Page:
through an environment variable called ``PYFITS_USE_MEMMAP``. Setting this to
``0`` will disable mmap by default.
Unfortunately, memory mapping does not currently work as well with scaled
image data, where BSCALE and BZERO factors need to be applied to the data to
yield physical values. Currently this requires enough memory to hold the
entire array, though this is an area that will see improvement in the future.
An alternative, which currently only works for image data (that is,
non-tables) is the sections interface. It is largely replaced by the better
support for memmap, but may still be useful on systems with more limited
virtual-memory space, such as on 32-bit systems. Support for scaled image
data is flakey with sections too, though that will be fixed. See `the PyFITS
for more details on working with sections.
.. _mmap:
How can I create a very large FITS file from scratch?
This is a very common issue, but unfortunately PyFITS does not come with any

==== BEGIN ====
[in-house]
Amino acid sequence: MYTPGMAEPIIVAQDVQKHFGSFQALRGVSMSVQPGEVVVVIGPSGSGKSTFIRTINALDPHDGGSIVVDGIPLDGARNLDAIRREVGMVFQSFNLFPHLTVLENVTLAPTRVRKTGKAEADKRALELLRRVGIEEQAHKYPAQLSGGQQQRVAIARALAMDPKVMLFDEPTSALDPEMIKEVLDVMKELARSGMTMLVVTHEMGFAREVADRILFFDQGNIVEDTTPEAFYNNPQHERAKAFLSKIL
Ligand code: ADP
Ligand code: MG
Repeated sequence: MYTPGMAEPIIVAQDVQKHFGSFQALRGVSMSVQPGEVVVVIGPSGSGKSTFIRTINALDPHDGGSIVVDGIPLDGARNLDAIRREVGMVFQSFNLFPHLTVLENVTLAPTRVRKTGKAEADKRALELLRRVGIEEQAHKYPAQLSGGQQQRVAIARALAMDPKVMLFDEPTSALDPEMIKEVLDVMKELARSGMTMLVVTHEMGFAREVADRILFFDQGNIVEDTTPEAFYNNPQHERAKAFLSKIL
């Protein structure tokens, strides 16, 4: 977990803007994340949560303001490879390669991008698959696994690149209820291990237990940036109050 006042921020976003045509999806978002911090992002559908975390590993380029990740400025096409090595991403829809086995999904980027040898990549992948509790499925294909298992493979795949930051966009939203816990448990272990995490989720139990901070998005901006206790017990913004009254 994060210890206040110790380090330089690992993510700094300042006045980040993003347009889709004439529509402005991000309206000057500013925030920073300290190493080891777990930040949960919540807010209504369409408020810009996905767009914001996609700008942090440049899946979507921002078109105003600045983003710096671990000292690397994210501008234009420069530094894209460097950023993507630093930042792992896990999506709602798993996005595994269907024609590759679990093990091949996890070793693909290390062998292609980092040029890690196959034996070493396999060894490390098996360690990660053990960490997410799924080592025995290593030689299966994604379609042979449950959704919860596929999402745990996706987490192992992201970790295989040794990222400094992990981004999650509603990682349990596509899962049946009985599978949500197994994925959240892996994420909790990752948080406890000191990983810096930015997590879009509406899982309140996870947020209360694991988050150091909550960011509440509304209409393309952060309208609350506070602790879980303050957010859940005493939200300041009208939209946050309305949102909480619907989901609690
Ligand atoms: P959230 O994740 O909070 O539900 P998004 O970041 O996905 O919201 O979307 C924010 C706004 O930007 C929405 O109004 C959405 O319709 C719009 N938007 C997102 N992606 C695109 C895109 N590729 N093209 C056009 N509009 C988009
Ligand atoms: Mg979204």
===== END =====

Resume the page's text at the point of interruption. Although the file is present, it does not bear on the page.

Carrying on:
built-in facilities for creating large files (larger than will fit in memory)
from scratch (though it may in the future).
Normally to create a single image FITS file one would do something like::
>> data = numpy.zeros((40000, 40000), dtype=numpy.float64)
>> hdu = pyfits.PrimaryHDU(data=data)
>> hdu.writeto('large.fits')
However, a 40000 x 40000 array of doubles is nearly twelve gigabytes! Most
systems won't be able to create that in memory just to write out to disk. In
order to create such a large file efficiently requires a little extra work,
and a few assumptions.
First, it is helpful to anticpate about how large (as in, how many keywords)
the header will have in it. FITS headers must be written in 2880 byte
blocks--large enough for 36 keywords per block (including the END keyword in